Thursday, May 6, 2010

Knitted Sculptures - Reina Mia Brill

I fell in love with Reina's work a few years ago after seeing an article about her. Hauntingly friendly, colorfully macabre with a dash of what the hell is going on. Please enjoy the work of Reina Mia Brill. Reina has been making creature sculptures that live in a children’s world. Reina’s creations are part animal and part human, their lives are filled with mischief, insecurity, fears, and curiosity. Their story begins as a lump of clay which is slowly formed through my fingertips. After being bisque fired, colorful underglazes are painted on the surface. Once all the firing is finished, she pauses, change pace and step back in time. Sitting down with my 1920’s and 1960’s knitting machines Reina decides how to transform the glazed surface with an unexpected texture, knitted wire. Colorful wire mesh is stretched and sewn over the hard clay surface for the actual skins and garments for the creatures. These old mechanical machines are truly precious. She loves using them for a renewed purpose, which adds to the story and fabled world where my creatures reside.
Reina Mia Brill currently lives and works in a remote section of the Bronx called City Island where the nature-filled surroundings are inspiring a new generation of creatures. Please visit Reina's Website:

Wednesday, May 5, 2010

Robert Bradford's sculptures are made from toys, lots and lots of toysFor a long time now Robert has preferred to use materials that are not bland i.e. have some kind of history of weathering or use. One day about four years ago out in the studio he was looking into my children's box of outgrown/discarded toys which happened to be stored in the same building and responded to the random collection of colors shapes and forms they made. Robert figured that if he could find a way of putting them together to constitute a larger form they would have great potential as larger scale sculpture.Over the next while Robert experimented with two other construction methods (which both had their downsides) - before one day about a year ago in frustration he tried putting a screw through one toy and then many others. To his surprise most didn’t crack or shatter and the new series has been largely based around and developed from that fact.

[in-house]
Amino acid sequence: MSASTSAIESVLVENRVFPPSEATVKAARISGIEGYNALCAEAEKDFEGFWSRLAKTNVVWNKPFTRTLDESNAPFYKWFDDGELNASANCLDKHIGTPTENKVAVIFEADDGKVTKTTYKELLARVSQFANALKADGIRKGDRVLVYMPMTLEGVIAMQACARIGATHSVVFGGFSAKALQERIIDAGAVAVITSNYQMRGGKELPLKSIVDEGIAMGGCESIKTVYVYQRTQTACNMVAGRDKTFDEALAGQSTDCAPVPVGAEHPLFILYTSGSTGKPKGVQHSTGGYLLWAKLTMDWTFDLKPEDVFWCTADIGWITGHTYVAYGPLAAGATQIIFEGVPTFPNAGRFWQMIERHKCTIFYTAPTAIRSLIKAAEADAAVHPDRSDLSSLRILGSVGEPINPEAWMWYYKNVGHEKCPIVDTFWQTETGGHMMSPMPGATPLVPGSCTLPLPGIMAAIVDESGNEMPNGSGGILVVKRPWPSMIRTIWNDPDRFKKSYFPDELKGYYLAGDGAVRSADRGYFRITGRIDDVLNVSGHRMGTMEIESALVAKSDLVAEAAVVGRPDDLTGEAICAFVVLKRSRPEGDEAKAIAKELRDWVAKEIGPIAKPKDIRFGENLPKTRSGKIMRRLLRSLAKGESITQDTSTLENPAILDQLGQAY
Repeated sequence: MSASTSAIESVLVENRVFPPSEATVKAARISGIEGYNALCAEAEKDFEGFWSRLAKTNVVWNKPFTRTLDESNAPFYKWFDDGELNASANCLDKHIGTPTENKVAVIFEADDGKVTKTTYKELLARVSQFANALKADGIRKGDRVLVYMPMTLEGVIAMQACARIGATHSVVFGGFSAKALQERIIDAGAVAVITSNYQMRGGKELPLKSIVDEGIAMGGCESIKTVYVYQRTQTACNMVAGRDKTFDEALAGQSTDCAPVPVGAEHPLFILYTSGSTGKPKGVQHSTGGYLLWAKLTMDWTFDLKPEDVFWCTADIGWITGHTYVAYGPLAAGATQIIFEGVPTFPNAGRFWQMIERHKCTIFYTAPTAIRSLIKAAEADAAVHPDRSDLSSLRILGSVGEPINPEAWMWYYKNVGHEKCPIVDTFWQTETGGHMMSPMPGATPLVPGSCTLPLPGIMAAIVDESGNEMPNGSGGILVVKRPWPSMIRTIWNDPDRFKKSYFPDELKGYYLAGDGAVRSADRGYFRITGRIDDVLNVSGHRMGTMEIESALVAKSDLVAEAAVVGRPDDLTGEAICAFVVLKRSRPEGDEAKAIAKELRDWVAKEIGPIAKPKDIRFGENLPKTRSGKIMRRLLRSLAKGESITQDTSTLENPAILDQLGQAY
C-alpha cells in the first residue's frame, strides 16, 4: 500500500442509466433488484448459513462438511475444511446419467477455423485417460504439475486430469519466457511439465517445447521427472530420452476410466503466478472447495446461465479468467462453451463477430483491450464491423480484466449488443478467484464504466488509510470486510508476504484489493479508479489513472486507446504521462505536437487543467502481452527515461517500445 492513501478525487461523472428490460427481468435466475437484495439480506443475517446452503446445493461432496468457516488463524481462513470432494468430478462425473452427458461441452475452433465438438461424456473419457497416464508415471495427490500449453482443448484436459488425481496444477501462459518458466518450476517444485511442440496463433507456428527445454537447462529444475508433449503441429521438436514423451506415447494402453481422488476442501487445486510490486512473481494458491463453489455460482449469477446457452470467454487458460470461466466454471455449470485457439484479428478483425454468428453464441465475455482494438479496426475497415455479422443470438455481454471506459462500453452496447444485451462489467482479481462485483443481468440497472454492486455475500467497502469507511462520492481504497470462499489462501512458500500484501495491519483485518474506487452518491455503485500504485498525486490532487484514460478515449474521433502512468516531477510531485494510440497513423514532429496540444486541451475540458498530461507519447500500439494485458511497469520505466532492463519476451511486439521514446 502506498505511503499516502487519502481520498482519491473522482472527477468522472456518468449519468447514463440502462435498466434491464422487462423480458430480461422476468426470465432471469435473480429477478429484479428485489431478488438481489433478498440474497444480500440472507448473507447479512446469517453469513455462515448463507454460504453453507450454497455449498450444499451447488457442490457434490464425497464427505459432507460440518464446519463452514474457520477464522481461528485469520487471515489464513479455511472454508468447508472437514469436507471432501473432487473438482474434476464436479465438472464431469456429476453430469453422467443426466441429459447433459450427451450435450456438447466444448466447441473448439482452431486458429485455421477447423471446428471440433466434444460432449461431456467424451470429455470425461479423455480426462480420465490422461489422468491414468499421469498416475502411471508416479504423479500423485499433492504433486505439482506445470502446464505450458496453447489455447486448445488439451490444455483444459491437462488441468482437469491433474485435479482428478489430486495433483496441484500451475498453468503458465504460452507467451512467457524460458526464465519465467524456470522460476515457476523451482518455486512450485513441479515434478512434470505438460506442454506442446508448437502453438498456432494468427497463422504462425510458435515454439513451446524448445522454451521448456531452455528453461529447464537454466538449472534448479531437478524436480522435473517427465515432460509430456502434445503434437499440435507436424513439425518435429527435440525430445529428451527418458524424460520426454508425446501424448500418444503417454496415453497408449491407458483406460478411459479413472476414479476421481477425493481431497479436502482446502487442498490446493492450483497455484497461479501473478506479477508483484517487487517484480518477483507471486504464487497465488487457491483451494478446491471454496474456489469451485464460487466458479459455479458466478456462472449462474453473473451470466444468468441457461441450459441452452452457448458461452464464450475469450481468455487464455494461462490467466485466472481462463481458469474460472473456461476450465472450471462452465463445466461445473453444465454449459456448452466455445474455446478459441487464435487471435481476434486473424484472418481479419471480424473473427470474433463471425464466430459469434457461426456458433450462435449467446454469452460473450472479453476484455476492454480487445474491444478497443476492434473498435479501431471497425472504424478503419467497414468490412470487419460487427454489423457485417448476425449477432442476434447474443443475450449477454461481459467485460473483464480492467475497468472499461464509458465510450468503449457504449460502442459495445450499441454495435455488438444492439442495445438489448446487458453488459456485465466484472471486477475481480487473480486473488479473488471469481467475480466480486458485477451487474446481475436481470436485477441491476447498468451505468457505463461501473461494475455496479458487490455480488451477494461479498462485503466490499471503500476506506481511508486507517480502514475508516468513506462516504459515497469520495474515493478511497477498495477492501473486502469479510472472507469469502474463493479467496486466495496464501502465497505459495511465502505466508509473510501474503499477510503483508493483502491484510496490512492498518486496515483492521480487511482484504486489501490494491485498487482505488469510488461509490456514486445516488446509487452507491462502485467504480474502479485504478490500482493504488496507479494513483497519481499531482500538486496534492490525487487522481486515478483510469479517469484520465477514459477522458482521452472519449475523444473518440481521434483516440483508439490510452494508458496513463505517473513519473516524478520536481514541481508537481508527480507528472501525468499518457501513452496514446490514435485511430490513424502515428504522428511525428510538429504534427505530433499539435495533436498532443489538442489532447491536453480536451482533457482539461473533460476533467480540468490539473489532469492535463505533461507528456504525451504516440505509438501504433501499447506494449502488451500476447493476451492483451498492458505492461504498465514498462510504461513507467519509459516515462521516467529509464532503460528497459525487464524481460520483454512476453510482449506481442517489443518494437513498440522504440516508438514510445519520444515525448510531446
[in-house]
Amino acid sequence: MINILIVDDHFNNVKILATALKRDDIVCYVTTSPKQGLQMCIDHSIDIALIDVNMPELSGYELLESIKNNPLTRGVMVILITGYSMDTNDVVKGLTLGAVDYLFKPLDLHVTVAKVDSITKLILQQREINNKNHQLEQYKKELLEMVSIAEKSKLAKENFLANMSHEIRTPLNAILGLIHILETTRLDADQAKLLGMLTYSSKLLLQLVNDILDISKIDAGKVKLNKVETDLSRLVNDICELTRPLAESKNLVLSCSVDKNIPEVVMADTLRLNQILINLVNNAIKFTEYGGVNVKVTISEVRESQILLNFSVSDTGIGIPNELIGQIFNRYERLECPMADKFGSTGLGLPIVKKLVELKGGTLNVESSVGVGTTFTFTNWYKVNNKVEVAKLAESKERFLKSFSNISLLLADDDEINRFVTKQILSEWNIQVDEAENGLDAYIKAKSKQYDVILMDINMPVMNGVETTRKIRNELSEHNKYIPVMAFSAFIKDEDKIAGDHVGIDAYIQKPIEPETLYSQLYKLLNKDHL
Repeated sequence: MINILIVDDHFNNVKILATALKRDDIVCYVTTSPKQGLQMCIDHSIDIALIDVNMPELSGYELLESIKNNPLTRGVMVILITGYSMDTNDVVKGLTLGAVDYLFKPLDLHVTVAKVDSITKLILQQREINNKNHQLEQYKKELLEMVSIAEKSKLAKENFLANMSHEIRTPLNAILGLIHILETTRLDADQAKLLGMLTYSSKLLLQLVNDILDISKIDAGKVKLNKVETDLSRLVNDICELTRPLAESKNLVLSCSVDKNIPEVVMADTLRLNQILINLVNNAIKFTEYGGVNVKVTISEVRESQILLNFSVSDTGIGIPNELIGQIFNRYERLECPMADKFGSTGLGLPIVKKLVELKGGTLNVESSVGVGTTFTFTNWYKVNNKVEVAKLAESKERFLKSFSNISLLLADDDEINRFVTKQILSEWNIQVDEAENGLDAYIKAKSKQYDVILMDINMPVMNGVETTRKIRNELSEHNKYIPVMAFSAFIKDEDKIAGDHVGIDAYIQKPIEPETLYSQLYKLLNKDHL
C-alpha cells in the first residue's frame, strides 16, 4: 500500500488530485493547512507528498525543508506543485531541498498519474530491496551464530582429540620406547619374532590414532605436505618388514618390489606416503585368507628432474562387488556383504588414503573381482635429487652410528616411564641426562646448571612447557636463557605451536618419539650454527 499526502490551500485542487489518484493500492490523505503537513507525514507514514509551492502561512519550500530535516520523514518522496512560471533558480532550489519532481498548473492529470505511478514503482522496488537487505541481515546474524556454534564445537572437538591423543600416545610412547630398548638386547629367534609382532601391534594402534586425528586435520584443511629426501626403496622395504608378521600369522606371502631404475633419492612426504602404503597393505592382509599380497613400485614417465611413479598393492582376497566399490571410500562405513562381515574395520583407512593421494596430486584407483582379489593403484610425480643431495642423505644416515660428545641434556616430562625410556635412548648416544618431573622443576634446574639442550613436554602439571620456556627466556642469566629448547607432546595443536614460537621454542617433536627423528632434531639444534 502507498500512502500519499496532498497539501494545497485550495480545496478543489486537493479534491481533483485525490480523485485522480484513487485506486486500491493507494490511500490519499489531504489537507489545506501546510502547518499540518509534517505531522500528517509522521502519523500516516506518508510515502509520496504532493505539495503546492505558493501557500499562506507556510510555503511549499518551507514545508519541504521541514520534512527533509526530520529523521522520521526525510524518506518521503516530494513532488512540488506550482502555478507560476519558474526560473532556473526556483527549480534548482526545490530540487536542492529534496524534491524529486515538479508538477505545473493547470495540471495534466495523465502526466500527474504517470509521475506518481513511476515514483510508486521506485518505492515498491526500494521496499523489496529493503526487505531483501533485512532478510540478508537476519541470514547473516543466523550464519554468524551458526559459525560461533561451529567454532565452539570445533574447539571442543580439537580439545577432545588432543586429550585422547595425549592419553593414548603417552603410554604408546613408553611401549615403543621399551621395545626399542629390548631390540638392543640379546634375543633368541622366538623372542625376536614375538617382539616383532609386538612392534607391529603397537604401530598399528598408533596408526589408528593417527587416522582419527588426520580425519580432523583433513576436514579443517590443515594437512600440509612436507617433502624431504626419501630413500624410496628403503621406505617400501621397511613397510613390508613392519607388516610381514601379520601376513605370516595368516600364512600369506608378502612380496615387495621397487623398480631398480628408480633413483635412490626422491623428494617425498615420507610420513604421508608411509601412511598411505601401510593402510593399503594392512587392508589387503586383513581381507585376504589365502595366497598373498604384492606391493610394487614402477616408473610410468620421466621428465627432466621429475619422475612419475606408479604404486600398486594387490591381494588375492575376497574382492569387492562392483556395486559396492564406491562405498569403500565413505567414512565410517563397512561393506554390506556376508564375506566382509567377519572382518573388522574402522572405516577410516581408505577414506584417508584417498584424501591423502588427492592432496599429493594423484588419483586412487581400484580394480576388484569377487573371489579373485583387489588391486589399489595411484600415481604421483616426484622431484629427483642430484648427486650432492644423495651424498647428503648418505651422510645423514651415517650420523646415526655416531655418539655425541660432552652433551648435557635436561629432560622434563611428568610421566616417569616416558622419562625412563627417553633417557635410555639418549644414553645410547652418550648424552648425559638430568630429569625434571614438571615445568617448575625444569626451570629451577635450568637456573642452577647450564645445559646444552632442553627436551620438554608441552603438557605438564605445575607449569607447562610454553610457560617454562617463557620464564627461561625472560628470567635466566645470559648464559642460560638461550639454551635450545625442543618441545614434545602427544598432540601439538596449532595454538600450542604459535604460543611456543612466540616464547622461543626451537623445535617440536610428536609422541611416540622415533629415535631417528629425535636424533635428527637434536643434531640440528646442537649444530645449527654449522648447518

In a way the sculptures are also history pieces in the sense that you could date any one of them roughly speaking from the time that the last toy screwed on to the structure was produced.
Check out Roberts website at: